Interview with Rage Sadler from Kaine

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Kaine are a four piece heavy metal band, hailing from East Anglia in England, and have helped to keep the spirit of NWOBHM alive. I recently had the pleasure of being able to do an email interview with founder and vocalist Rage Sadler.

Hi, I’m Dawn from Ever Metal. Thank you for taking the time to talk to me today. I hope you are well?

I have had just 5 hours sleep between shifts, got home a few hours ago and now I am back doing band stuff, a little tired but this beats the hell out of warehouse work that’s for sure!

Ok, for those who haven’t heard of Kaine, could you tell us a little bit about the history of the band? 

We started out in 2009, so nearly 10 years ago. Essentially, we formed in a scene of Metalcore with the ambition to try and rebuild the old school Metal scene and do music in the vein of bands from the golden era of Metal back in the 1980’s. We did very well, considering how little support we had when we started, and we’ve gone onto some huge things for an unknown band from East Anglia!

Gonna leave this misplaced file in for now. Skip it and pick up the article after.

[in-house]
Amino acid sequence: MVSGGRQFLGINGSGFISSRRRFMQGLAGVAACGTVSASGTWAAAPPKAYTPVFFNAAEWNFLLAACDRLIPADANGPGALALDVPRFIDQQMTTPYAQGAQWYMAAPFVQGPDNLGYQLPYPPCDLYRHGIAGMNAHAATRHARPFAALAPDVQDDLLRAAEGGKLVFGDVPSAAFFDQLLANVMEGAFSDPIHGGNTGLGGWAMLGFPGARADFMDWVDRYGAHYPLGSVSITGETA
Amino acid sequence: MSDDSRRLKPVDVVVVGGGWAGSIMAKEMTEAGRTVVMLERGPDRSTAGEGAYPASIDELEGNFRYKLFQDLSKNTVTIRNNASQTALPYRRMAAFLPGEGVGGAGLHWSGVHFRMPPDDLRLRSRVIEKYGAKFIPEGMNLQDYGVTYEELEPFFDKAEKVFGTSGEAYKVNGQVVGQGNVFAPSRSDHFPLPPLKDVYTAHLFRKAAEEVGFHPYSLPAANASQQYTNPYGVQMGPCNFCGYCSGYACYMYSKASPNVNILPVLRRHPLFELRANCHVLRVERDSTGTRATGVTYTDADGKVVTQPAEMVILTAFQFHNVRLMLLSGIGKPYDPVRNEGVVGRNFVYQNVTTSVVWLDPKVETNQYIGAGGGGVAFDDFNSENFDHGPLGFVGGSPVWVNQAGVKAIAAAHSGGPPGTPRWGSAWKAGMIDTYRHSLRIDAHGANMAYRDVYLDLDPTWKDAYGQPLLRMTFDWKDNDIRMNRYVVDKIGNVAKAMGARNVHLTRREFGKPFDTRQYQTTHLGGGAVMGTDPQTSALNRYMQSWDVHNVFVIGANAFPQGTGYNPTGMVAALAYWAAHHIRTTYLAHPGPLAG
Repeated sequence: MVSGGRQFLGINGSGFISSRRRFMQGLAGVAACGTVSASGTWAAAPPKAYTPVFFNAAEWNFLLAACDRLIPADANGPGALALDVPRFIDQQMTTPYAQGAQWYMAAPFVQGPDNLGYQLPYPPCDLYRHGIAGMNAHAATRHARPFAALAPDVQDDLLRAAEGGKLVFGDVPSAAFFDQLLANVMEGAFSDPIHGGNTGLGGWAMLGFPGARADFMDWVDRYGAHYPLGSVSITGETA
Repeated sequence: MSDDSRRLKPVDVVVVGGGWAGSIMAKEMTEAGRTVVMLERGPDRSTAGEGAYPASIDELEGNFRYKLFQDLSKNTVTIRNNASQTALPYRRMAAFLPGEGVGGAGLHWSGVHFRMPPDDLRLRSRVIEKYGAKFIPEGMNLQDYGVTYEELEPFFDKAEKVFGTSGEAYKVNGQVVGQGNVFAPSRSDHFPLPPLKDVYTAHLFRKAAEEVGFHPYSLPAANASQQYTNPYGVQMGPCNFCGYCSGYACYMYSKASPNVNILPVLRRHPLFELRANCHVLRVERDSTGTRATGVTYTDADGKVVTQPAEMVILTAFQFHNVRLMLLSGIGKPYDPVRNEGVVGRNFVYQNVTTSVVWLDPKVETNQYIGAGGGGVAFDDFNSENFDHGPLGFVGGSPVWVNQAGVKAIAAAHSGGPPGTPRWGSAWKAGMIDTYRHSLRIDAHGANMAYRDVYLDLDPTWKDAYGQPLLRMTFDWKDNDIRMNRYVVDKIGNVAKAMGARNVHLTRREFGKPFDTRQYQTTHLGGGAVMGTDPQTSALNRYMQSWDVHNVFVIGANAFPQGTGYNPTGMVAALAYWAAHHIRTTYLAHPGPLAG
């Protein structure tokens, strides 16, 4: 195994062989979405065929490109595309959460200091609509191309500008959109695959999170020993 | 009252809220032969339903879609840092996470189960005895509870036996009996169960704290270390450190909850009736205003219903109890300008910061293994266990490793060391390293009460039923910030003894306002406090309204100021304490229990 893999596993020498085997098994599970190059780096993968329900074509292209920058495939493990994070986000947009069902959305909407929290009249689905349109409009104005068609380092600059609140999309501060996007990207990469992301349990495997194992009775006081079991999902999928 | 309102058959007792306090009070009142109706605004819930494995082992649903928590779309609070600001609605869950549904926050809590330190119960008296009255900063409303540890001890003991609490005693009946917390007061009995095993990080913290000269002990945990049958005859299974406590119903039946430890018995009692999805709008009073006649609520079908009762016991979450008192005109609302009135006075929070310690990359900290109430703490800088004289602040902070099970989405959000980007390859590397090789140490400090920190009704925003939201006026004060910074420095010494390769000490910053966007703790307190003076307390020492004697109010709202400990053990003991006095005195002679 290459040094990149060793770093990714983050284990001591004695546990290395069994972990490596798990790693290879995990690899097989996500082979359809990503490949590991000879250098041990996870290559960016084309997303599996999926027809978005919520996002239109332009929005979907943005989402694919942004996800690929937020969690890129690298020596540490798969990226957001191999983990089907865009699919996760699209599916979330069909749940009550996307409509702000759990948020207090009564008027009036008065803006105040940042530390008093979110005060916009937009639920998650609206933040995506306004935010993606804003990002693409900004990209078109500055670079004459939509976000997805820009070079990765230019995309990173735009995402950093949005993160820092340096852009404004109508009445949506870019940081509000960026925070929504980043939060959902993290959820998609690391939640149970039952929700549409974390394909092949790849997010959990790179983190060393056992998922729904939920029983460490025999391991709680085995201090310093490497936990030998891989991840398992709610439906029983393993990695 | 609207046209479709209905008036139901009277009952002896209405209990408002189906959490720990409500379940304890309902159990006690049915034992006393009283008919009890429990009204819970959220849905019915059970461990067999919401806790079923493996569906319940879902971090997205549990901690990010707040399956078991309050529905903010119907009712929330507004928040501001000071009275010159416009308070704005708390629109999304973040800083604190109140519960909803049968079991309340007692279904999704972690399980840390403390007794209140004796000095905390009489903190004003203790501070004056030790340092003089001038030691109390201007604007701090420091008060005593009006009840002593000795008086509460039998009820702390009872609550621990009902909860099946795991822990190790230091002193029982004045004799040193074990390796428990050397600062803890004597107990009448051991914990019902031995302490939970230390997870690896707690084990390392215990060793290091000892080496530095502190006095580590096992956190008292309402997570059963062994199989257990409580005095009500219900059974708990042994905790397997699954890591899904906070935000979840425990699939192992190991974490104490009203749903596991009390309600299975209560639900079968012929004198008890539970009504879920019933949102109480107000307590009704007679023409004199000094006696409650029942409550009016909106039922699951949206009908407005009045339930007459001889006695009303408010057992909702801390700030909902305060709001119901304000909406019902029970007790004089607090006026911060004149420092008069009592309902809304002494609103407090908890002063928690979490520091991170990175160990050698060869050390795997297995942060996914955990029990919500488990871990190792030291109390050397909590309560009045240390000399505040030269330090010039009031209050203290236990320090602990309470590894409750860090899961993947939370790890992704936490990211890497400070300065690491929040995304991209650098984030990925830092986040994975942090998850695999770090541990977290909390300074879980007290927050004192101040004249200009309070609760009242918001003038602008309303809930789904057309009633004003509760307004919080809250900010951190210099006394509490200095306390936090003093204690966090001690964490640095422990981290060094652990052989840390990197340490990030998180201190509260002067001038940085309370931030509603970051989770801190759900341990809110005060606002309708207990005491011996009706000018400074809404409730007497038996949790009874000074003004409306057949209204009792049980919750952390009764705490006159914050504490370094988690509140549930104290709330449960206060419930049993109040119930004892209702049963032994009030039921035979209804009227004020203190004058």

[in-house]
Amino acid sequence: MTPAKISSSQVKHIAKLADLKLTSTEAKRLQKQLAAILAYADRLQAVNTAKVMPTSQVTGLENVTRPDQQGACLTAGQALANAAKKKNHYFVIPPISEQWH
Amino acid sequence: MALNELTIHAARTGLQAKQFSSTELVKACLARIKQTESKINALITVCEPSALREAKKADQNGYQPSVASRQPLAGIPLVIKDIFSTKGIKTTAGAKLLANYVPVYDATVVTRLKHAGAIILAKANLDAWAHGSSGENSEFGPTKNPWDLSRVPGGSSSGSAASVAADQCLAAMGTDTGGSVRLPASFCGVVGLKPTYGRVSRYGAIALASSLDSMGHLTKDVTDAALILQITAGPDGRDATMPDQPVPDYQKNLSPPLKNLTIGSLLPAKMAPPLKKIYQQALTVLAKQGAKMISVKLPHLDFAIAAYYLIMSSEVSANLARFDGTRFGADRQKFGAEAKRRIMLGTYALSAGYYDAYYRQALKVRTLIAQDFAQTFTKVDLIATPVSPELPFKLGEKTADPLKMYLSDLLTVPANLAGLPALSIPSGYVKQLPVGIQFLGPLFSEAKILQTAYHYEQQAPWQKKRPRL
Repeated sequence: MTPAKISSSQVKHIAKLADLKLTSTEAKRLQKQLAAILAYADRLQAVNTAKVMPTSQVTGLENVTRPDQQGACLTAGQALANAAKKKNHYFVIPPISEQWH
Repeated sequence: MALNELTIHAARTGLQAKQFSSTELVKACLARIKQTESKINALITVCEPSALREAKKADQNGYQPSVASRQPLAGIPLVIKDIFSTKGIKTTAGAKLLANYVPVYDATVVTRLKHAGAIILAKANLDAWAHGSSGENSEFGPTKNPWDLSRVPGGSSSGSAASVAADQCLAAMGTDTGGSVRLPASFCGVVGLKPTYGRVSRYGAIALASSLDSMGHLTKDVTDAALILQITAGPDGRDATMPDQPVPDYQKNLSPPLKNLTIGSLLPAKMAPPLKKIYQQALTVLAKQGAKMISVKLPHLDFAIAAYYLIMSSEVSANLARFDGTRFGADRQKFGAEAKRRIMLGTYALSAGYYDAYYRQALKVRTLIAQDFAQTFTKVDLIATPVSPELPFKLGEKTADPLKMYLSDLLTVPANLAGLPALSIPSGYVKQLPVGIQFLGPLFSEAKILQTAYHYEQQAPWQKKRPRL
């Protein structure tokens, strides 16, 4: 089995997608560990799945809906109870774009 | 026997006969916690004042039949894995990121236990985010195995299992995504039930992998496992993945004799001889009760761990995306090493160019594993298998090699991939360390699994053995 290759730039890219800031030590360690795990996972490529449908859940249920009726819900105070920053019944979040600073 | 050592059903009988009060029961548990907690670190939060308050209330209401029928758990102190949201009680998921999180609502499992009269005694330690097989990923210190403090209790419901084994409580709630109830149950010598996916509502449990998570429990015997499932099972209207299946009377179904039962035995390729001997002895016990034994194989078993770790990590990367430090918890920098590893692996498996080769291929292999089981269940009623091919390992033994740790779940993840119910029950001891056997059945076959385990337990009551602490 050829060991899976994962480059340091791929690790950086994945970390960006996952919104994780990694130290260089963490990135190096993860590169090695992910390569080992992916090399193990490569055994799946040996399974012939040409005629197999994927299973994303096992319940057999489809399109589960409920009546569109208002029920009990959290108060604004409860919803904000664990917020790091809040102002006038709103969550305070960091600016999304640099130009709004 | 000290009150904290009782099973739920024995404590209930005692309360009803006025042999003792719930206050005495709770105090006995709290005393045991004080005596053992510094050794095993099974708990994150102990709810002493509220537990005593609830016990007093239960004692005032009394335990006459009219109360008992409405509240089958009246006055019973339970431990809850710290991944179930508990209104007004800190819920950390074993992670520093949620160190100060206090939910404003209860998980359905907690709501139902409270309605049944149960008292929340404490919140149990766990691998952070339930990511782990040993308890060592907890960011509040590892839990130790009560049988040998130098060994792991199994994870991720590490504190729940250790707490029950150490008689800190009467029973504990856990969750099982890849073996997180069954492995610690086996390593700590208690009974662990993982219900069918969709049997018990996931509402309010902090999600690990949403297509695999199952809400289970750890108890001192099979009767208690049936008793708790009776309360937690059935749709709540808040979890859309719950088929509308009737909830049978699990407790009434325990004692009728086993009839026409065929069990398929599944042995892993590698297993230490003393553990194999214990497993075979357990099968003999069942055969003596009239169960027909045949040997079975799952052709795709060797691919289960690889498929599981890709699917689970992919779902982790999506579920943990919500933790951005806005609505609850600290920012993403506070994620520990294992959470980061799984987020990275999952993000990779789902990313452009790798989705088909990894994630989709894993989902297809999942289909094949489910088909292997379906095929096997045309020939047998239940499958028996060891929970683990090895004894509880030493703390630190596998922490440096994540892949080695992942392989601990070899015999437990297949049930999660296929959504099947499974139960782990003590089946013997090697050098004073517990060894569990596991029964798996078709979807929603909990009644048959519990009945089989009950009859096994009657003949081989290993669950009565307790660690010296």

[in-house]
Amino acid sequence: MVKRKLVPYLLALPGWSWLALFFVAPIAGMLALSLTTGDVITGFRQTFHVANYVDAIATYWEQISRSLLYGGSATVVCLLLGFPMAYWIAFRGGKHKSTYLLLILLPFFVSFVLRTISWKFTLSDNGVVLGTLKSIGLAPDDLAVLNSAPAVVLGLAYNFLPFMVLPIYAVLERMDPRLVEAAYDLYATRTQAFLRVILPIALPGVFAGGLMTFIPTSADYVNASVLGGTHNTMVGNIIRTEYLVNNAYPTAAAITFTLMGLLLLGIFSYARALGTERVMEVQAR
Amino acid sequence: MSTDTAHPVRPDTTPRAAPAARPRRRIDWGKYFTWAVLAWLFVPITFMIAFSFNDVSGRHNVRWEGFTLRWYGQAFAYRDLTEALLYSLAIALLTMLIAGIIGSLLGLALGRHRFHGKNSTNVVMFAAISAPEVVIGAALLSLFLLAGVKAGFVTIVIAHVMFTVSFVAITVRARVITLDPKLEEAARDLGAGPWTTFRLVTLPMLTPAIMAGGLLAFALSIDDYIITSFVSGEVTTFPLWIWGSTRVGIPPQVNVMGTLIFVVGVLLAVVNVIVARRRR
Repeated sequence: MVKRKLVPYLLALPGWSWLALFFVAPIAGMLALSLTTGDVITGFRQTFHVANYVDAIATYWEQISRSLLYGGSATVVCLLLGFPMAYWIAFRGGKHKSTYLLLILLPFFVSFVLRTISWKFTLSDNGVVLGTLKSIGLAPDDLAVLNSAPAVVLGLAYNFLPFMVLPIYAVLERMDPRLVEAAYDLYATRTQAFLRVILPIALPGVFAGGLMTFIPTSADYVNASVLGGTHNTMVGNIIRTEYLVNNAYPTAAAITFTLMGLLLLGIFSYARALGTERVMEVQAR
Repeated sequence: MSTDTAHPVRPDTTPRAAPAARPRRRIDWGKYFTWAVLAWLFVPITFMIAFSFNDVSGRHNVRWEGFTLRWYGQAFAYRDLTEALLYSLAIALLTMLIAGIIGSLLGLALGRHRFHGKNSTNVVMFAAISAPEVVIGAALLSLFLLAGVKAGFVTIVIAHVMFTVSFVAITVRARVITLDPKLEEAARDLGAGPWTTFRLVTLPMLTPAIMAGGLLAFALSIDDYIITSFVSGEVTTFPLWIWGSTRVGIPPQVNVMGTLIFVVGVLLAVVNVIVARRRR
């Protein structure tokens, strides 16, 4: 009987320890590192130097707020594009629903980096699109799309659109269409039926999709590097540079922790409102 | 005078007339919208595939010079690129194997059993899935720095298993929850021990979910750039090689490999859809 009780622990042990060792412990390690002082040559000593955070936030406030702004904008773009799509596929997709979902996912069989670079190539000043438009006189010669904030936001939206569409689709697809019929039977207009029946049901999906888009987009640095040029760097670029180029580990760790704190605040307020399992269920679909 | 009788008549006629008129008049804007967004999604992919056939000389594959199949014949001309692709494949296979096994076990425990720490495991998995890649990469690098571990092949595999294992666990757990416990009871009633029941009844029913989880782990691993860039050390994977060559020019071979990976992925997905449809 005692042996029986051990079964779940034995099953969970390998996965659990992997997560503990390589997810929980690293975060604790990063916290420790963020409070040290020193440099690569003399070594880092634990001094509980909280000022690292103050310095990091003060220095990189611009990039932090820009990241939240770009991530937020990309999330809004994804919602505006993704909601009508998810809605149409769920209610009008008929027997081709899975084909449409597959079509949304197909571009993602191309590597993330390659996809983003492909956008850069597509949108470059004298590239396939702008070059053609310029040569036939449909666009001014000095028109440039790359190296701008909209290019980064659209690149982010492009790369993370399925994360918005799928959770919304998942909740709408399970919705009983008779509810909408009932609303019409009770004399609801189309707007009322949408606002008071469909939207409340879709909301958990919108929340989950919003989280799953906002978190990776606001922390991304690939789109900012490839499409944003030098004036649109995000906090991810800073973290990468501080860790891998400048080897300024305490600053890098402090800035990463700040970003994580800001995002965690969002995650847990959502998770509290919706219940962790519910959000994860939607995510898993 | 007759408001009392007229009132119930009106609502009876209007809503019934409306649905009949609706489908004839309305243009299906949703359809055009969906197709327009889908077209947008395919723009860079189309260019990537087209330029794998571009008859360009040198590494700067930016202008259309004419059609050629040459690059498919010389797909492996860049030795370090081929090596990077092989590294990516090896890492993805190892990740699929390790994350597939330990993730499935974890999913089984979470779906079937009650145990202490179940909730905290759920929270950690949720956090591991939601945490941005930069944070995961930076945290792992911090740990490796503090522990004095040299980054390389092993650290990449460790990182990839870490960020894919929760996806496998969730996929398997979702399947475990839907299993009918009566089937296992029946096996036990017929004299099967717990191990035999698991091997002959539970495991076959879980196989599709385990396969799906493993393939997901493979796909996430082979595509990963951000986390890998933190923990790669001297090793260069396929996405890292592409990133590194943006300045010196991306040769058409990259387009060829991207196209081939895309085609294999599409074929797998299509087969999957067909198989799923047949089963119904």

Your third album, A Crisis of Faith, was released on 1st February 2018. How is it being received?

There was a lot of hype and coverage, both positively and negatively, for the previous album, The Waystone, for example and a significant amount of sales, whereas with ACOF there hasn’t been the same hype but in terms of those who have followed and bought it, it’s been overwhelmingly positively received this time around.

I see how hard you, and the band as a whole, work to promote yourself and the album. Does it frustrate you when you don’t get the recognition I, for one, think you deserve?